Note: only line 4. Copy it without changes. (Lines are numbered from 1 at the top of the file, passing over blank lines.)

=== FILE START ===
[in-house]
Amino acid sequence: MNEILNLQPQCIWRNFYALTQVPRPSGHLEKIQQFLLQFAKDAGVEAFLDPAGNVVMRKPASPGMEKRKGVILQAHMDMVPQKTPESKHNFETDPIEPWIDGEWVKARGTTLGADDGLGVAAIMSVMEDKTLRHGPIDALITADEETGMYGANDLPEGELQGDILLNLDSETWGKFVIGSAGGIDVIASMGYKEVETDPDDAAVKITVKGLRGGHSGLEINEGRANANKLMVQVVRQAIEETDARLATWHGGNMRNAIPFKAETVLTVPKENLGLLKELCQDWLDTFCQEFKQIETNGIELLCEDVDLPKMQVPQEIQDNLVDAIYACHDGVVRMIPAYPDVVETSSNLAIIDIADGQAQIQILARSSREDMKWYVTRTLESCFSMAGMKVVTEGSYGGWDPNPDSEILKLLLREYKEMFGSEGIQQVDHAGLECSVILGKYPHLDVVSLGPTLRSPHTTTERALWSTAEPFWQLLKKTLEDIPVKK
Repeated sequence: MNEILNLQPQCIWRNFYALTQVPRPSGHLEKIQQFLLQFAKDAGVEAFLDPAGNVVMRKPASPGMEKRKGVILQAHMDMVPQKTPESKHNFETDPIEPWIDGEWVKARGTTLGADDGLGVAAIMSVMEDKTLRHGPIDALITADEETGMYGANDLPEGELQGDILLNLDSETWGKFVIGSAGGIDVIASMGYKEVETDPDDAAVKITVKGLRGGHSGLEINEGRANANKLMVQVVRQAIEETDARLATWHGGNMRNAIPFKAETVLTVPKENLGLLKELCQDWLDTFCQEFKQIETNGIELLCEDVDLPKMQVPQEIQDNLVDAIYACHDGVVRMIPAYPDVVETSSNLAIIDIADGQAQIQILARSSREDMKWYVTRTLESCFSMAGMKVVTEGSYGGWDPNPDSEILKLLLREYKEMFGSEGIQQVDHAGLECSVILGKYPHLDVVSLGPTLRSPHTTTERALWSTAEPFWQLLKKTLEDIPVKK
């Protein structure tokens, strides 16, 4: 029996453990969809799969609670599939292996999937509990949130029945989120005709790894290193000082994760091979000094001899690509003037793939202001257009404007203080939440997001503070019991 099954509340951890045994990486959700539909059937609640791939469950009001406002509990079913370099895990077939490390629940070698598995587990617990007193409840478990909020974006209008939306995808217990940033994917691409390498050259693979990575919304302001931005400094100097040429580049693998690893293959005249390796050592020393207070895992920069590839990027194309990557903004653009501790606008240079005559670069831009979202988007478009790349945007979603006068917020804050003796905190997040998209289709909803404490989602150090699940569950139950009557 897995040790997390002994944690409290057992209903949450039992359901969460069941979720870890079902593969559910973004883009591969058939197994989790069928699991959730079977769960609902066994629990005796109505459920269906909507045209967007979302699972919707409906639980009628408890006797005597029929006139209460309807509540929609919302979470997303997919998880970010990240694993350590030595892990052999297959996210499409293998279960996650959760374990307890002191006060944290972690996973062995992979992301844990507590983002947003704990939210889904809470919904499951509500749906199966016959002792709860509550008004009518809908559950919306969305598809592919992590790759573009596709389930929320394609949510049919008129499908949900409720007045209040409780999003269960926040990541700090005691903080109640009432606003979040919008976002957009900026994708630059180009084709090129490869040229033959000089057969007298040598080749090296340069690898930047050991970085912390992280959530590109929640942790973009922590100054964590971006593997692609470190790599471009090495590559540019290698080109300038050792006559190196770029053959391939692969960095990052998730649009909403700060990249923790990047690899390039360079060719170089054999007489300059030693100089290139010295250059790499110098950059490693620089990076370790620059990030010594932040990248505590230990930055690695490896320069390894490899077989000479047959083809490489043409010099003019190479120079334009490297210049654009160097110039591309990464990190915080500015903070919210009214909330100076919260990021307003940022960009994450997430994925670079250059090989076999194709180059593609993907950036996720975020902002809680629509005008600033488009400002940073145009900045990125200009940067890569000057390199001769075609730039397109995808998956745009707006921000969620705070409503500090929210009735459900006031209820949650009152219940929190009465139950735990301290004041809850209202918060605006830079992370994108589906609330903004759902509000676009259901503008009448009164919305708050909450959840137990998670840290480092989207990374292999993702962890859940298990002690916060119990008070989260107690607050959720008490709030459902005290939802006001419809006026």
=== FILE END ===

């Protein structure tokens, strides 16, 4: 029996453990969809799969609670599939292996999937509990949130029945989120005709790894290193000082994760091979000094001899690509003037793939202001257009404007203080939440997001503070019991 099954509340951890045994990486959700539909059937609640791939469950009001406002509990079913370099895990077939490390629940070698598995587990617990007193409840478990909020974006209008939306995808217990940033994917691409390498050259693979990575919304302001931005400094100097040429580049693998690893293959005249390796050592020393207070895992920069590839990027194309990557903004653009501790606008240079005559670069831009979202988007478009790349945007979603006068917020804050003796905190997040998209289709909803404490989602150090699940569950139950009557 897995040790997390002994944690409290057992209903949450039992359901969460069941979720870890079902593969559910973004883009591969058939197994989790069928699991959730079977769960609902066994629990005796109505459920269906909507045209967007979302699972919707409906639980009628408890006797005597029929006139209460309807509540929609919302979470997303997919998880970010990240694993350590030595892990052999297959996210499409293998279960996650959760374990307890002191006060944290972690996973062995992979992301844990507590983002947003704990939210889904809470919904499951509500749906199966016959002792709860509550008004009518809908559950919306969305598809592919992590790759573009596709389930929320394609949510049919008129499908949900409720007045209040409780999003269960926040990541700090005691903080109640009432606003979040919008976002957009900026994708630059180009084709090129490869040229033959000089057969007298040598080749090296340069690898930047050991970085912390992280959530590109929640942790973009922590100054964590971006593997692609470190790599471009090495590559540019290698080109300038050792006559190196770029053959391939692969960095990052998730649009909403700060990249923790990047690899390039360079060719170089054999007489300059030693100089290139010295250059790499110098950059490693620089990076370790620059990030010594932040990248505590230990930055690695490896320069390894490899077989000479047959083809490489043409010099003019190479120079334009490297210049654009160097110039591309990464990190915080500015903070919210009214909330100076919260990021307003940022960009994450997430994925670079250059090989076999194709180059593609993907950036996720975020902002809680629509005008600033488009400002940073145009900045990125200009940067890569000057390199001769075609730039397109995808998956745009707006921000969620705070409503500090929210009735459900006031209820949650009152219940929190009465139950735990301290004041809850209202918060605006830079992370994108589906609330903004759902509000676009259901503008009448009164919305708050909450959840137990998670840290480092989207990374292999993702962890859940298990002690916060119990008070989260107690607050959720008490709030459902005290939802006001419809006026």